Last week, I had some relatives visiting our “new wee hoose” in Edinburgh.  New and house are both relative terms; it’s a two-bedroomed flat in a Victorian tenement.

It (the visit, that is) prompted my mum and I to wonder where to take my aunt and uncle. There are plenty of options in this part of the world, which is not a bad thing.  The weather was pretty good too. We opted to visit both Blackness Castle and Linlithgow Palace in the same day.

Location Map of Blackness Castle & Linlithgow Palace

I roamed around – not paying too much attention to the story of the place, but rather enjoying the settings – waiting (and not necessarily hoping) for chills and shivers, which might indicate some paranormal activity.  Blackness Castle is situated on a slight promontory on The Firth of Forth; the only chills and shivers I got was from the wind, wildly whipping about the place.

Blackness Castle

Linlithgow Palace was slightly more spooky… but that’s a story for another post.

Blackness Castle was built shortly after 1440 by Sir George Crichton, the then Earl of Caithness and Sheriff of Linlithgow.  It was seized in 1453 by King James II and has been property of the Crown ever since.

Blackness Castle Floor Plans

The castle was reinforced between 1537 and 1543, during the reigns of both James V and Mary Queen of Scots, resulting in the most formidable artillery fortification in Scotland of its day.  The looming threat of Henry VIII’s Protestant England was the catalyst for these modifications, which resulted in changes to how the castle was accessed as well as the inclusion of yawning gunholes in the massively thickened walls.

The South Tower with original East Gate entrance

Wide-mouthed gunhole

It’s hard to imagine cannons being used. When you look through these gunholes from inside the castle walls – the range would have been too limited for a cannon ball to go much further than the garden wall…

Looking down the barrel... of a gunhole

Ships dock at Rosyth across the Firth of Forth. Rosyth Castle (c.1450) is nearby

A new, more discreet entrance - even the horses would have had to bow their heads to get in!

Blackness Castle held its own, withstanding many a siege until 1660 when it suffered a thorough bombardment, from both land and sea, by Oliver Cromwell’s army (who’s mother, apparently, was from Fife – just across the water. Cheeky wee $#!+…!).  The castle was left in ruins until it was rebuilt during the late 1660’s.

From 1457 until the Treaty of Union in 1707 the castle held prisoners, mostly political and mainly from the high ranks of society; it’s most famous prisoner being Cardinal Beaton in 1543.  This was a time when prison conditions reflected status.  For those from the higher levels of society, imprisonment meant a loss of freedom rather than any loss of comfort (it’s all relative).  The constable of Blackness also had responsibility for maintaining law and order locally and these offenders were incarcerated in the pit in the North Tower.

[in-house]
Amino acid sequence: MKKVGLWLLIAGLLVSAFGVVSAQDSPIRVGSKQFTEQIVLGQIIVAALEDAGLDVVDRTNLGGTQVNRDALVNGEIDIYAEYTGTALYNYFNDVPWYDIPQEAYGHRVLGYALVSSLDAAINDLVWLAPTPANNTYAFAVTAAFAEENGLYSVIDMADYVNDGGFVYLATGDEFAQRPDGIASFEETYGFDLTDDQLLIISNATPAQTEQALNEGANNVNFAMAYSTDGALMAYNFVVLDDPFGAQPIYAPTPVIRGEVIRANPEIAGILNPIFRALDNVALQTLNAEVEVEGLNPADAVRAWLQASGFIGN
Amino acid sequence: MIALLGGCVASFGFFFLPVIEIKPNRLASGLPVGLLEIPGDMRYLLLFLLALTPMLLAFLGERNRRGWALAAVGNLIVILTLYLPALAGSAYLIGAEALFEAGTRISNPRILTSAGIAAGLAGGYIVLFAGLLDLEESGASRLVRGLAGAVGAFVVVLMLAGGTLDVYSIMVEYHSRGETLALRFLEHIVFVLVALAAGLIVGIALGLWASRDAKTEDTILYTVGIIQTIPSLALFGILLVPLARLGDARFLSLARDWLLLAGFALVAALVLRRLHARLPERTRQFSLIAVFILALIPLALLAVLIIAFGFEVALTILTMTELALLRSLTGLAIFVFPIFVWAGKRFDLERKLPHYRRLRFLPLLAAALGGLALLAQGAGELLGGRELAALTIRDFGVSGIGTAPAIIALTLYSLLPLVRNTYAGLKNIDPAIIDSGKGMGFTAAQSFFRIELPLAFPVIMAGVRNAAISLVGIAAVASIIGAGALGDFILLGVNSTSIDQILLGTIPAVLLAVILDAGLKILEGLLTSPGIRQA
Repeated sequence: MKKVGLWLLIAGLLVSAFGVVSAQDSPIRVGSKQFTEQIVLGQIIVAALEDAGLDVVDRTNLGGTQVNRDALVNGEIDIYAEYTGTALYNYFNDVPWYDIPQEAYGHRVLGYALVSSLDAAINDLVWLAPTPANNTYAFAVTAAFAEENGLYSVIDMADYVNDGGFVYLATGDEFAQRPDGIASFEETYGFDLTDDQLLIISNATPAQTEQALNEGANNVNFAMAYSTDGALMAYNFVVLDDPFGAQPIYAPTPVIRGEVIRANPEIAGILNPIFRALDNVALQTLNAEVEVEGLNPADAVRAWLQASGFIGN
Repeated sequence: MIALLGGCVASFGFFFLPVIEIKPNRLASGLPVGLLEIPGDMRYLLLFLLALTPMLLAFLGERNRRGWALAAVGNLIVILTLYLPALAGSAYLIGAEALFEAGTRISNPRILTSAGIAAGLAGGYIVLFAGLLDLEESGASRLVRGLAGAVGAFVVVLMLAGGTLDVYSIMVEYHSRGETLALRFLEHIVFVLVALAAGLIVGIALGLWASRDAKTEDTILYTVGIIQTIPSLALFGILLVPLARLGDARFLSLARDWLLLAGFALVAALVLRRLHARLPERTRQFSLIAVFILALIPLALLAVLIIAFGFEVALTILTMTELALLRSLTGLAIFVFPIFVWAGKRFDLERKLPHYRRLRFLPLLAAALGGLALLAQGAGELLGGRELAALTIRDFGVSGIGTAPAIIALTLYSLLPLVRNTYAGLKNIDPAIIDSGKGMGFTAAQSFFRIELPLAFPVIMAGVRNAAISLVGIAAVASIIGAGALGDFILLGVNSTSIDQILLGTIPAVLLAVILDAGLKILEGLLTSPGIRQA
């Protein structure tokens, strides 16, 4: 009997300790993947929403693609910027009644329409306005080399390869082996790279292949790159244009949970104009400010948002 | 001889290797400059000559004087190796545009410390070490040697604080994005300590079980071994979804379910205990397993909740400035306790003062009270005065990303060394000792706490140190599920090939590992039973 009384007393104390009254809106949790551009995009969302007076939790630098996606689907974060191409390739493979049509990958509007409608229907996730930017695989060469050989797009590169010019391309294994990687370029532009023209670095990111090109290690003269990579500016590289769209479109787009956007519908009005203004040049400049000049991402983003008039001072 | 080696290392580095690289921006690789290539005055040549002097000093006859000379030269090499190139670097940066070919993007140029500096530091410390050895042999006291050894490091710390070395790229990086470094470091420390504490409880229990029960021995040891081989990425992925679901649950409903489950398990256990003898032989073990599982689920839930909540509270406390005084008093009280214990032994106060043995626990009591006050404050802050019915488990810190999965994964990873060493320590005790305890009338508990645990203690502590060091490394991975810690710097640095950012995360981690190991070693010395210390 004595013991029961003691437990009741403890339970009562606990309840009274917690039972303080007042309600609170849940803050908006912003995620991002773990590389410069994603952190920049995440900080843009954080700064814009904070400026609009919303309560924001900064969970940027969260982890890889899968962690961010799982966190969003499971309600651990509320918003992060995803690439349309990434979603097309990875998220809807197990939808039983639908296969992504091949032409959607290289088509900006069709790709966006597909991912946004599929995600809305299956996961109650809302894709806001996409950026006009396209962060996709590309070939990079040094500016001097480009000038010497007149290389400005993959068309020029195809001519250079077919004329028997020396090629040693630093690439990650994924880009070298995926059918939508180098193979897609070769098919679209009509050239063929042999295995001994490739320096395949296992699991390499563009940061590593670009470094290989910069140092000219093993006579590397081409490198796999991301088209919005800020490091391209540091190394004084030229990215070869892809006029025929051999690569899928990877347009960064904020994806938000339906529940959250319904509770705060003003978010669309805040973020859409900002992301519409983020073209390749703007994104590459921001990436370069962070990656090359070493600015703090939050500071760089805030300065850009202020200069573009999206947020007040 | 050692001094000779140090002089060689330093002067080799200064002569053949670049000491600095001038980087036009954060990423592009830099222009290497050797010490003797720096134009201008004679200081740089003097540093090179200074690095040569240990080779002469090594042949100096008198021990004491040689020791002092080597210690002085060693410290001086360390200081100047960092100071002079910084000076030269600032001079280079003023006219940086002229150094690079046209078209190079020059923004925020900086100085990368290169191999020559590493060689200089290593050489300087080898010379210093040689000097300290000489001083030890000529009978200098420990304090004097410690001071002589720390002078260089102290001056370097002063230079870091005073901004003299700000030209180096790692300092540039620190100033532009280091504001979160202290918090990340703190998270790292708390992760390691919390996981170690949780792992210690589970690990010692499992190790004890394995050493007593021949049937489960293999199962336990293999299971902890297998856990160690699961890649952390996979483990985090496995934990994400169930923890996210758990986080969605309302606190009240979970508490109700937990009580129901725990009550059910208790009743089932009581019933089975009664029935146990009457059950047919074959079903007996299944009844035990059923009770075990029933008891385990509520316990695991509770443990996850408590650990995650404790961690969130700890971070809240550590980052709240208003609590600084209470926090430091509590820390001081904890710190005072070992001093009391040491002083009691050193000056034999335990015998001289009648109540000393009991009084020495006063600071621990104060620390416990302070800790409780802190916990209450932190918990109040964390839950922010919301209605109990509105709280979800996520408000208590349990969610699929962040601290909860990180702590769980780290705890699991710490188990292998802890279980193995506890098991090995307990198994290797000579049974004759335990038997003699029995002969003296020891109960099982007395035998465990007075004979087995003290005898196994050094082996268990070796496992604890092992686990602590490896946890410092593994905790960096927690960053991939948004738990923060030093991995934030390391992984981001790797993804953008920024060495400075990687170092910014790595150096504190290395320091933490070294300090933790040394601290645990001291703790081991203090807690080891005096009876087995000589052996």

This prison was divided into two compartments, one above the other.  The upper chamber, the “prison”, has a fireplace, a latrine closet and reasonable lighting and ventilation (I’ll say!).  The hatch in the floor gives access to the “pit”, a particularly grim hole lacking all amenities save the ebb and flow of the tide “slopping out” twice daily. Even in its treatment of wrong-doers, medieval society paid due regard to rank and station, for the “pit” was reserved for the lowest of the low.

(Historic Scotland – information boards)

"Luxury" Latrine for the fancy prisoners

"The Pit" for the not so high-ranking...

It was again used as a prison during the wars with France (1759-1815), holding prisoners in transit – rather than for “long-stay”.

From 1870 onwards Blackness Castle was a central ammunitions depot for Scotland until it was scheduled as an historic monument in 1912.  The pier was constructed during this phase of the castle’s history to allow stores and armaments to be delivered by sea.

The castle, as it is seen today, is a result of the restoration program carried out between 1926 and 1935.  It included the removal of all Victorian structures, even a roof that enclosed the entire courtyard.

Blackness Castle is also referred to as “The Ship that Never Sailed”.  The Central Tower forms the mast, the South Tower – the stern and the smaller North Tower – the prow.

The Central (Mast) Tower with smaller South (Stern) Tower on the left

The Central Tower was built during the 15th Century, but the stairwell was only added on in the 16th Century.

As you might expect, you get great views from the top of the Central Tower.  The weather was clear enough to see an early dusting of snow on the hills across the way.

A wee taste of Winter to come...

The Forth Road and Rail Bridges

Defensive wall against attack of both military and the elements

A walk along the wall - don't suppose those iron-railings have been around too long..

Blackness Castle has been used in several movies, namely: Hamlet (1990), The Bruce (1996), Ivanhoe (1997 TV Mini-Series), Macbeth (1997) and most recently Doomsday (2008).

Go on, say it - you know you want to... "F R E E E E E E D O M!"

Sources:

Scotland the Movie
Historic Scotland
Wikipedia – Blackness Castle 

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